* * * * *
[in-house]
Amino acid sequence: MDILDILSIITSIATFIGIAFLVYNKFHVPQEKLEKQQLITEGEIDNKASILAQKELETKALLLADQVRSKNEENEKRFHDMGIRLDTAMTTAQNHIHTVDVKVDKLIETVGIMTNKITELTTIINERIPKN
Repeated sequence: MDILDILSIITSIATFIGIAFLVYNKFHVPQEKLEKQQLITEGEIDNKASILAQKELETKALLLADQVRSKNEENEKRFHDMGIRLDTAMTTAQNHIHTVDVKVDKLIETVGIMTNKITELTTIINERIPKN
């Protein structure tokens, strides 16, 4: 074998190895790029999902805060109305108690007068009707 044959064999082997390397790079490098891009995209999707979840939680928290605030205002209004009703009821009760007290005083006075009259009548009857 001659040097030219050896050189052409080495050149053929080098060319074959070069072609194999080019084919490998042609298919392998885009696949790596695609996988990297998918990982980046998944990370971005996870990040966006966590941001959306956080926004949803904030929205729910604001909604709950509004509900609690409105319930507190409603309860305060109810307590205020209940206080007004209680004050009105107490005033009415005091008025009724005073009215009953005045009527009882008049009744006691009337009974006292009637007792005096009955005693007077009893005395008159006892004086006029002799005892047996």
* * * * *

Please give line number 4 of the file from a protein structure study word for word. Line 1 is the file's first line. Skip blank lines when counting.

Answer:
């Protein structure tokens, strides 16, 4: 074998190895790029999902805060109305108690007068009707 044959064999082997390397790079490098891009995209999707979840939680928290605030205002209004009703009821009760007290005083006075009259009548009857 001659040097030219050896050189052409080495050149053929080098060319074959070069072609194999080019084919490998042609298919392998885009696949790596695609996988990297998918990982980046998944990370971005996870990040966006966590941001959306956080926004949803904030929205729910604001909604709950509004509900609690409105319930507190409603309860305060109810307590205020209940206080007004209680004050009105107490005033009415005091008025009724005073009215009953005045009527009882008049009744006691009337009974006292009637007792005096009955005693007077009893005395008159006892004086006029002799005892047996």